Hundreds to thousands of transcripts are asymmetrically distributed within cells, yet the mechanisms that regulate trafficking are known for only a handful (Cajigas et al., 2012; Gumy et al., 2011; Lécuyer et al., 2007; Taylor et al., 2009; Wang et al., 2012). In this study we have used genome engineering, subcellular fractionation, and high-throughput sequencing to identify transcripts that depend on FMRP for transport in neuronal cells. These FMRP localization targets displayed a large enrichment for G-quadruplex sequences, particular in their 3′ UTRs, suggesting that FMRP specifically recognizes these sequences to target them for transport. G-quadruplex sequences were not enriched in the translational regulatory targets of FMRP as identified by ribosome profiling. In fact, no recognizable sequence motif was strongly enriched in the translational regulatory targets beyond a negative correlation with GC content. These apparent dual modes of target recognition and the lack of clear specificity in the translational regulatory targets may explain some of the previously reported conflicting results in regards to the preferred RNA binding sites of FMRP (Anderson et al., 2016).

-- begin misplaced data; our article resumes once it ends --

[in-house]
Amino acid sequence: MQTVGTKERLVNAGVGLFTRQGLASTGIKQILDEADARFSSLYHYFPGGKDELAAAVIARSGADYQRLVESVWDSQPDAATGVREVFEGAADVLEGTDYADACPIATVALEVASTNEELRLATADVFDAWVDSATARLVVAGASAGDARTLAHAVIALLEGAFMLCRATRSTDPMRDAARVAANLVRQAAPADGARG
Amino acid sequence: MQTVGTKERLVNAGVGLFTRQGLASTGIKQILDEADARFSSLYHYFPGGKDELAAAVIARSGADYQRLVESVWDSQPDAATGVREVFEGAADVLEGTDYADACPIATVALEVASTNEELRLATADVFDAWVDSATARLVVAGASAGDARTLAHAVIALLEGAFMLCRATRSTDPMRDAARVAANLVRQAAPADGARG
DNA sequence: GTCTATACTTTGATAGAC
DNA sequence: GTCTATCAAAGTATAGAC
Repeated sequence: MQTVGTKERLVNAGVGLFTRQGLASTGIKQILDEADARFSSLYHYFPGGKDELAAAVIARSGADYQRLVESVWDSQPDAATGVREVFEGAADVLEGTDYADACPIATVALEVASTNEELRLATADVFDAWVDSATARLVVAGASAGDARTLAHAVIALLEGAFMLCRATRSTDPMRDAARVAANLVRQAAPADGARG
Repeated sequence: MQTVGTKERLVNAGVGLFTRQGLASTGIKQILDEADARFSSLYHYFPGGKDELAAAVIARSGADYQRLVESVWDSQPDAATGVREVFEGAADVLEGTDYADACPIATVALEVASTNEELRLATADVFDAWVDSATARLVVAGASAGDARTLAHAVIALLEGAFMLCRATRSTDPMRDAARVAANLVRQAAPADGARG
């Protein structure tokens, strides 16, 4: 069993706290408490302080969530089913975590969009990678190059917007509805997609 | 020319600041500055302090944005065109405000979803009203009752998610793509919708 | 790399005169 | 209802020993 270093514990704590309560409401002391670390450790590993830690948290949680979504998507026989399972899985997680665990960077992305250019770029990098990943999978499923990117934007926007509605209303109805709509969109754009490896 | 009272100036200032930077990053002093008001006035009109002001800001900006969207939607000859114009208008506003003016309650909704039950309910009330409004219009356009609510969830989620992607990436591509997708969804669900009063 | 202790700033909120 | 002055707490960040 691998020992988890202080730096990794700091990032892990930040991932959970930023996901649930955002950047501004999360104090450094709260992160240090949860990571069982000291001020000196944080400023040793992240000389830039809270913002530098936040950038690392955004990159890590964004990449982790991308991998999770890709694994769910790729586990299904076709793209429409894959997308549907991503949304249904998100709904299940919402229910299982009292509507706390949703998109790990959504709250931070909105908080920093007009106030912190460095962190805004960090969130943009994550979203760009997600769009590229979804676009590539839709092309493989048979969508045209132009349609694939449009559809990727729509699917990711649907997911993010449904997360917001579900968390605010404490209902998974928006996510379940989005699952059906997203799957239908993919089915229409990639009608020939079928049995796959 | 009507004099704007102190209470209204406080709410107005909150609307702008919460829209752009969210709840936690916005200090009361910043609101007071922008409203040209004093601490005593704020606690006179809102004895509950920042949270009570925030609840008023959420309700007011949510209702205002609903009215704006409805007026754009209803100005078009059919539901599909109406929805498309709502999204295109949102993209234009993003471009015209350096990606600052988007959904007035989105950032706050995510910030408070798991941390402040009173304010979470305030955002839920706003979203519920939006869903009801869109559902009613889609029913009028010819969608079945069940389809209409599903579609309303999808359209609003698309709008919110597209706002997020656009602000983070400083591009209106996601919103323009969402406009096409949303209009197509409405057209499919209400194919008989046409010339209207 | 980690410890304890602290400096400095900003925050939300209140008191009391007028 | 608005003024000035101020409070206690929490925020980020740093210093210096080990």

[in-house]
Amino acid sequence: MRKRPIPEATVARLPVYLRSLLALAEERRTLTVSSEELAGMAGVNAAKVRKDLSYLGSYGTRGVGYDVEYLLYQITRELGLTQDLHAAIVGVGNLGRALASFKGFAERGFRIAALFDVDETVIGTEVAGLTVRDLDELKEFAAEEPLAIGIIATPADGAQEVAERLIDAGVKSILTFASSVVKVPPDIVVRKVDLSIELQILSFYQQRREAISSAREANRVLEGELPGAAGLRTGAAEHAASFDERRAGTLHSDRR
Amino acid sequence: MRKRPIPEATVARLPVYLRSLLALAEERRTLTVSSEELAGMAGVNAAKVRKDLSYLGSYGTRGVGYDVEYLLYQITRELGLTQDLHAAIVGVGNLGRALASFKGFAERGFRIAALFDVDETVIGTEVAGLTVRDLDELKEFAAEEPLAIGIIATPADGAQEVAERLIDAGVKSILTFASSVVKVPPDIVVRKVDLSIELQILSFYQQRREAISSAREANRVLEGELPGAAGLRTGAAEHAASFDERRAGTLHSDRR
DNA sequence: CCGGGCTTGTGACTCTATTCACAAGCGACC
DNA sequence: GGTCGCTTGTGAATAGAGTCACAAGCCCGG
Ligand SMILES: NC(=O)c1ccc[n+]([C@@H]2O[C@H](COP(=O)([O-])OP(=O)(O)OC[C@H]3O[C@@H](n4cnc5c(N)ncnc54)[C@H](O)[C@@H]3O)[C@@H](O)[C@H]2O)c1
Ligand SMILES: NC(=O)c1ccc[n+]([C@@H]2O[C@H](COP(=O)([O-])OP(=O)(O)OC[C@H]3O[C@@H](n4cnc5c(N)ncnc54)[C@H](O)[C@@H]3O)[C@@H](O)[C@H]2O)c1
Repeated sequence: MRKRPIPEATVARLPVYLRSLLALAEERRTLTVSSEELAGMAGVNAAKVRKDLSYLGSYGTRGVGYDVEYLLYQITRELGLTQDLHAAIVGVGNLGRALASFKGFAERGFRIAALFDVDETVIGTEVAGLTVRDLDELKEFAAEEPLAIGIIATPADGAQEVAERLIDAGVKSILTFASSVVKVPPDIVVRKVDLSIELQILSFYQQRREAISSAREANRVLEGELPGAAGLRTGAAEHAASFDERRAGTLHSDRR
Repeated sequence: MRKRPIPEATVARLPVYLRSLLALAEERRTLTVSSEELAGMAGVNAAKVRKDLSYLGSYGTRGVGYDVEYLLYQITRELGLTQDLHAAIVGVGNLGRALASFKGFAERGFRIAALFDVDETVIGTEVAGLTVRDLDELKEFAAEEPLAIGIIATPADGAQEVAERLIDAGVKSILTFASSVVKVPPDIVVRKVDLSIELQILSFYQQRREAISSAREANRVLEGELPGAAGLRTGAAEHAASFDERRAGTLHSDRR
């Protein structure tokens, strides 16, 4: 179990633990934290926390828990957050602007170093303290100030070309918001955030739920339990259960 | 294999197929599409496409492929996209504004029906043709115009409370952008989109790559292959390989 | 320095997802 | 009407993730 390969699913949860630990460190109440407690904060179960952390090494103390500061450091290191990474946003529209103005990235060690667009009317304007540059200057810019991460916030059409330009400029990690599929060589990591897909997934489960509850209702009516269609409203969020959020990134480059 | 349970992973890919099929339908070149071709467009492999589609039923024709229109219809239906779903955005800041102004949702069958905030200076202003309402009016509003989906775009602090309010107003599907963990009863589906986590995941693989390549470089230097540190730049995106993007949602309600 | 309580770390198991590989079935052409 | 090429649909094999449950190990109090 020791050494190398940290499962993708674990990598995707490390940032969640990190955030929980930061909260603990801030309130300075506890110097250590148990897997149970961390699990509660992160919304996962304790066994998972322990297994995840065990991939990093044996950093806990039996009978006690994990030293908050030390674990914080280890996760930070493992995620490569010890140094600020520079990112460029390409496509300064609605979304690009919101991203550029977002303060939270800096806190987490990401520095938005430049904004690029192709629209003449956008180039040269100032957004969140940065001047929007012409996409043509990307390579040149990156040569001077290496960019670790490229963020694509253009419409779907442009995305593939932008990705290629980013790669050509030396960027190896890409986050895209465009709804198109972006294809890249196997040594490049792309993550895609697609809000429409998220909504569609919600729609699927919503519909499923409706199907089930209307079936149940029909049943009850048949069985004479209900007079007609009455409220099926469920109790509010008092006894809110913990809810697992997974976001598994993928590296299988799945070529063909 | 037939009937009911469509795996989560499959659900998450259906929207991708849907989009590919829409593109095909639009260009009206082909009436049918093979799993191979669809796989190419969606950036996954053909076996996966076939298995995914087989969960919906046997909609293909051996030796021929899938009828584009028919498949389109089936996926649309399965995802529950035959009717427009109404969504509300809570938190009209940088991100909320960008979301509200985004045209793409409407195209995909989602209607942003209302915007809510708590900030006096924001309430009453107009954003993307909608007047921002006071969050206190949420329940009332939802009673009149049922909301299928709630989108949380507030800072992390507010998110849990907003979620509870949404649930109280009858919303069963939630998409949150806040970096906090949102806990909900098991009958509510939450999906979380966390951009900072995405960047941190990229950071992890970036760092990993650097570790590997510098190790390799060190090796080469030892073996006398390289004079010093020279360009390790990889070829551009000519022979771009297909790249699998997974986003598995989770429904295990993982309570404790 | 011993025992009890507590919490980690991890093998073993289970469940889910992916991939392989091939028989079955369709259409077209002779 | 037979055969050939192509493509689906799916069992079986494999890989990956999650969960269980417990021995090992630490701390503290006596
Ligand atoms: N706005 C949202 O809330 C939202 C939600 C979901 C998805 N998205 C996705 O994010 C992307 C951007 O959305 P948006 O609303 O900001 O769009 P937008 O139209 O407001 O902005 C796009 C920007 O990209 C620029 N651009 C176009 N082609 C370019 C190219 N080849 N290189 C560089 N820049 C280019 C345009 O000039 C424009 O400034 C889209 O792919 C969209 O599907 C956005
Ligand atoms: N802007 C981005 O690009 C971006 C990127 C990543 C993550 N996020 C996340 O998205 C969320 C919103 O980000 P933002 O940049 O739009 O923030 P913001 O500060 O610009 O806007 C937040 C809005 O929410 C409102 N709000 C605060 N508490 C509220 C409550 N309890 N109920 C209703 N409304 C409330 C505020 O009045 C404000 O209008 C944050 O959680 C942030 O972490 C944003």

Our results raise the question as to how an RNA that is targeted to neurites through the action of FMRP is not subject to translational regulation by FMRP. Although we did not test these hypotheses here, we propose these potential mechanisms. We found that binding events that lead to RNA transport frequently occur in the 3′ UTR, while other studies have found that binding events associated with translation regulation occur in the open reading frame (Darnell et al., 2011). Perhaps where FMRP contacts the RNA plays a role in the regulatory effects it can exert. Alternatively, the two activities of the protein could be differentially regulated spatially or in response to stimulus.

FMRP has long been known to bind to G-quadruplex sequences (Anderson et al., 2016; Darnell et al., 2001; Suhl et al., 2014), and G-quadruplex sequences have been shown to be sufficient for transport to neurites (Subramanian et al., 2011). In this work, we formally and directly combine those facts to functionally relate the ability of FMRP to bind G-quadruplexes with its ability to transport RNA molecules. It is important to note that we cannot formally prove that the G-quadruplex sequences enriched in FMRP localization targets are actually folded in cells. Recent reports have demonstrated that the majority of RNA sequences that have the ability to fold into G-quadruplex structures in vitro may be generally unfolded in cells (Guo and Bartel, 2016). Still, previous reports and our data demonstrate that the G-quadruplexes must be folded in order to be efficiently bound by FMRP (Subramanian et al., 2011), and G-quadruplex sequences have been reported to be under purifying selection (Lee et al., 2020).